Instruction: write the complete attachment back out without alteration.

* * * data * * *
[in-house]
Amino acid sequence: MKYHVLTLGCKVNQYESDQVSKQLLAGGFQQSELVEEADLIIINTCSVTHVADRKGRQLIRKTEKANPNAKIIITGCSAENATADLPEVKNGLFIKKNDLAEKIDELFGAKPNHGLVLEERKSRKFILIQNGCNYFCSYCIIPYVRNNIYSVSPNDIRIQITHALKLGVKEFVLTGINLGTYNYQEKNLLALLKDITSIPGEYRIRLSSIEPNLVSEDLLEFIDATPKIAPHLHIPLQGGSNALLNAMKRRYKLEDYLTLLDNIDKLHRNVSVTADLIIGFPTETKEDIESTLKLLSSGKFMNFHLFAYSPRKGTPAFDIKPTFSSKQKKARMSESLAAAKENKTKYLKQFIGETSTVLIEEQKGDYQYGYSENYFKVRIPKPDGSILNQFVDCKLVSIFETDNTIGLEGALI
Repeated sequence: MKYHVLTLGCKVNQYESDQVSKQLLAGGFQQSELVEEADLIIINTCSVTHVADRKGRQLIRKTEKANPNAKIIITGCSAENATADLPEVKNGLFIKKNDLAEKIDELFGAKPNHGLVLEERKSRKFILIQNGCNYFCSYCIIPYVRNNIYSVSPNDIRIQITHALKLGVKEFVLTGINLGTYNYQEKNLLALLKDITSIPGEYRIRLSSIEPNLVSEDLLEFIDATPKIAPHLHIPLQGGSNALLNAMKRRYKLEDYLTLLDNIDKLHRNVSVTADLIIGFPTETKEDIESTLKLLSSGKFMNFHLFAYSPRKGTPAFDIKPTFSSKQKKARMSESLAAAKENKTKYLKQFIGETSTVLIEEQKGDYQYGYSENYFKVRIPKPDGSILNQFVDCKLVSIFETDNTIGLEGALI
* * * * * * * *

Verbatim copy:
[in-house]
Amino acid sequence: MKYHVLTLGCKVNQYESDQVSKQLLAGGFQQSELVEEADLIIINTCSVTHVADRKGRQLIRKTEKANPNAKIIITGCSAENATADLPEVKNGLFIKKNDLAEKIDELFGAKPNHGLVLEERKSRKFILIQNGCNYFCSYCIIPYVRNNIYSVSPNDIRIQITHALKLGVKEFVLTGINLGTYNYQEKNLLALLKDITSIPGEYRIRLSSIEPNLVSEDLLEFIDATPKIAPHLHIPLQGGSNALLNAMKRRYKLEDYLTLLDNIDKLHRNVSVTADLIIGFPTETKEDIESTLKLLSSGKFMNFHLFAYSPRKGTPAFDIKPTFSSKQKKARMSESLAAAKENKTKYLKQFIGETSTVLIEEQKGDYQYGYSENYFKVRIPKPDGSILNQFVDCKLVSIFETDNTIGLEGALI
Repeated sequence: MKYHVLTLGCKVNQYESDQVSKQLLAGGFQQSELVEEADLIIINTCSVTHVADRKGRQLIRKTEKANPNAKIIITGCSAENATADLPEVKNGLFIKKNDLAEKIDELFGAKPNHGLVLEERKSRKFILIQNGCNYFCSYCIIPYVRNNIYSVSPNDIRIQITHALKLGVKEFVLTGINLGTYNYQEKNLLALLKDITSIPGEYRIRLSSIEPNLVSEDLLEFIDATPKIAPHLHIPLQGGSNALLNAMKRRYKLEDYLTLLDNIDKLHRNVSVTADLIIGFPTETKEDIESTLKLLSSGKFMNFHLFAYSPRKGTPAFDIKPTFSSKQKKARMSESLAAAKENKTKYLKQFIGETSTVLIEEQKGDYQYGYSENYFKVRIPKPDGSILNQFVDCKLVSIFETDNTIGLEGALI